HSBC expects the ringgit to stabilise against the US dollar in the second half of 2022 (2H 2022), strengthening to 4.28 by the end of the year.
HSBC global private banking and wealth chief investment officer for Southeast Asia, James Cheo, said the ringgit will strengthen when global market sentiment improves.
“The beginning of the first half of this year was volatile, and we believe the ringgit will stabilise to move towards 4.28 by the end of the year when the market sentiment globally improves,” he said during the HSBC 2H 2022 Investment Outlook online press conference today.
Today, the ringgit opened at 4.39 versus the US dollar. It hit 4.40 against the US dollar on May 19, marking the lowest rate since March 2020.
Cheo said HSBC observed that equity inflows from foreign investors have continued to trickle in year-to-date, in view of Malaysia’s growth recovery and reopening for tourism.
On another note, Cheo said he expects Bank Negara Malaysia to increase the policy rate by another 50 basis points (bp), ending the year at a 2.5% overnight policy rate (OPR) after lifting its policy rate by 25bp recently.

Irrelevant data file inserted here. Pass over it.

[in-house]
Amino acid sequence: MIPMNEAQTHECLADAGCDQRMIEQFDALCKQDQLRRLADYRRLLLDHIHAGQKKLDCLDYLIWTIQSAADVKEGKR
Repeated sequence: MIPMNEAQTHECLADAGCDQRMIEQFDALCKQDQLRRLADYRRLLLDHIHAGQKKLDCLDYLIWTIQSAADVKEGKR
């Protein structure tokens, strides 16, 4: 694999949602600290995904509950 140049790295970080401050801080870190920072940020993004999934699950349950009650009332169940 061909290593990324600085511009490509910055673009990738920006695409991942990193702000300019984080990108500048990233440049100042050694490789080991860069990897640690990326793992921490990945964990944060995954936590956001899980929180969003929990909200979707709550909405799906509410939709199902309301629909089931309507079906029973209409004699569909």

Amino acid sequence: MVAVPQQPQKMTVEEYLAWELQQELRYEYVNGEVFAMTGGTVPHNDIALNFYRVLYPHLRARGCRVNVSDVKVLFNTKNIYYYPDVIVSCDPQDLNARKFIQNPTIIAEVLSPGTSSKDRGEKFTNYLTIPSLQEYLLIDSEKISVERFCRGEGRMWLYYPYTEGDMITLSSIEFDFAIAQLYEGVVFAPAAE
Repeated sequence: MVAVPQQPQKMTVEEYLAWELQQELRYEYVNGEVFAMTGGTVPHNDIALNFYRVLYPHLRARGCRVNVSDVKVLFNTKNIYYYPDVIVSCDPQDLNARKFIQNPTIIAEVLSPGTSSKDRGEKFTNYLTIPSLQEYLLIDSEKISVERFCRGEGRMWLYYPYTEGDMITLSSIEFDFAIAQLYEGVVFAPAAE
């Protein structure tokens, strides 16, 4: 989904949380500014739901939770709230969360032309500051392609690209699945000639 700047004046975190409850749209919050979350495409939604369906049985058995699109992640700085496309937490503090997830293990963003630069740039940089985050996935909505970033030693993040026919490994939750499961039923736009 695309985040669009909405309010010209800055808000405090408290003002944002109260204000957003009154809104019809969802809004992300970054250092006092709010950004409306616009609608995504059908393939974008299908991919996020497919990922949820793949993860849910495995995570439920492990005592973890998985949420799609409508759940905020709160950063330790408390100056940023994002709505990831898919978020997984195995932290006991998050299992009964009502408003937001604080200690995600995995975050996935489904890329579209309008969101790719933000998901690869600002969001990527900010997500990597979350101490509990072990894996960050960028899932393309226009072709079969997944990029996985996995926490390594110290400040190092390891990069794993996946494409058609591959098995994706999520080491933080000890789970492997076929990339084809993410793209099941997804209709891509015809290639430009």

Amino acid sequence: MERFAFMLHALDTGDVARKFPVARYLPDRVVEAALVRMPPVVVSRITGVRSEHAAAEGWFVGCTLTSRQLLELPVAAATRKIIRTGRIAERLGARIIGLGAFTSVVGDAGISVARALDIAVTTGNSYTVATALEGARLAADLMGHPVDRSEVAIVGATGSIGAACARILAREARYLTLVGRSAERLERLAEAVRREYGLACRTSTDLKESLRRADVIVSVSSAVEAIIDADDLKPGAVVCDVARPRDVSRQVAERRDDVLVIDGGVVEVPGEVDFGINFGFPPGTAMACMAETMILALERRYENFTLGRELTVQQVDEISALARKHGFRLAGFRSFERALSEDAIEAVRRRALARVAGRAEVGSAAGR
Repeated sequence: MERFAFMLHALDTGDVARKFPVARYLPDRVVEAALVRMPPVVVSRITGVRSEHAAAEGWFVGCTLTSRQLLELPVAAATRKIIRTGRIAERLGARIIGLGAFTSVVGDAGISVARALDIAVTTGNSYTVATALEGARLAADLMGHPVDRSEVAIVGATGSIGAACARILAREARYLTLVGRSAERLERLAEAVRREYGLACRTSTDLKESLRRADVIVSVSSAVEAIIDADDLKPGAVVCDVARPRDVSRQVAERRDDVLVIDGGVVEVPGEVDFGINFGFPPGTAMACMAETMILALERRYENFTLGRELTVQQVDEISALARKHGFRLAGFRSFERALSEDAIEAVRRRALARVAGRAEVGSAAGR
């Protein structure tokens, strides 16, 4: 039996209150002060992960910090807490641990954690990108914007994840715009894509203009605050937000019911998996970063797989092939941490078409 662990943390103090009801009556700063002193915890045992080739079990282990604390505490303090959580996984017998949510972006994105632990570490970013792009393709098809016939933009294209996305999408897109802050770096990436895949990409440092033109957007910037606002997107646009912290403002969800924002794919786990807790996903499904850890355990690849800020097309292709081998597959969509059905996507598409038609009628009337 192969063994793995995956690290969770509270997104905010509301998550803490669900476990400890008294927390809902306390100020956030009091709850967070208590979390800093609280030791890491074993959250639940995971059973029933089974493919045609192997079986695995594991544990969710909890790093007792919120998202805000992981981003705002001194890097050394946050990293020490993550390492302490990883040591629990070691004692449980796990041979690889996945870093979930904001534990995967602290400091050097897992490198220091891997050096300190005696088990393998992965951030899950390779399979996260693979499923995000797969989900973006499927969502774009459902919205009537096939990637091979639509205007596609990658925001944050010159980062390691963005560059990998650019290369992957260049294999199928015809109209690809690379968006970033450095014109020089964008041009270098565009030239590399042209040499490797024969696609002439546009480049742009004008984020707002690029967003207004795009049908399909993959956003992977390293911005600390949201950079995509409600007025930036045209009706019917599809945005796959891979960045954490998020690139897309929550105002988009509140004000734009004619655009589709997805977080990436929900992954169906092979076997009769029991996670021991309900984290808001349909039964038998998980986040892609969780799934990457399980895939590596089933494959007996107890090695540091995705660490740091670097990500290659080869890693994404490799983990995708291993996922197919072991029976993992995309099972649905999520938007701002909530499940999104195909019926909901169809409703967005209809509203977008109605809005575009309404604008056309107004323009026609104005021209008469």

He also said Malaysia is on a solid growth path and expects the country’s gross domestic product growth to be at 5.5% this year, attributed to good manufacturing and higher commodity prices.
Cheo said the Malaysian economy expanded by 5% year-on-year in the first quarter of 2022 to pre-pandemic levels, and that with the impact of pandemic restrictions receding, private consumption had bounced back and investment stabilised, although this led to import growth outpacing exports.
“Domestic demand should accelerate further this quarter and next, supported by a tightening labour market,” he added.
Meanwhile, HSBC global private banking chief investment officer for Asia, Fan Cheuk Wan, expects the global economic cycle to continue but at a slower rate while inflation gradually eases.
The US rate hike expectations will be moderating in 2H 2022 despite lingering energy shock and supply chain disruptions, she said.
“We forecast global GDP growth to decelerate to 3.4% in 2022 and 2.9% in 2023, down from 5.8% in 2021.
“We expect global energy shock and supply chain challenges to push up global inflation to 7.5% in 2022 before moderating to 5.1% in 2023,” Fan said.
She added that the world has faced several structural shocks and investors need to reposition their portfolios to adapt to these challenges.
“The Covid-19 crisis, Russia-Ukraine war and sustainability revolution are disrupting supply chains, labour markets, energy sources and infrastructure.
“These structural changes will require significant investments that will ultimately help boost growth, but this will also push up costs and cause inflation to become stickier than witnessed in the past decade.
“Therefore, we expect the investment outlook for risk assets to gradually improve in 2H 2022 with the support of a soft landing for the global economy and easing stagflation fears,” she added.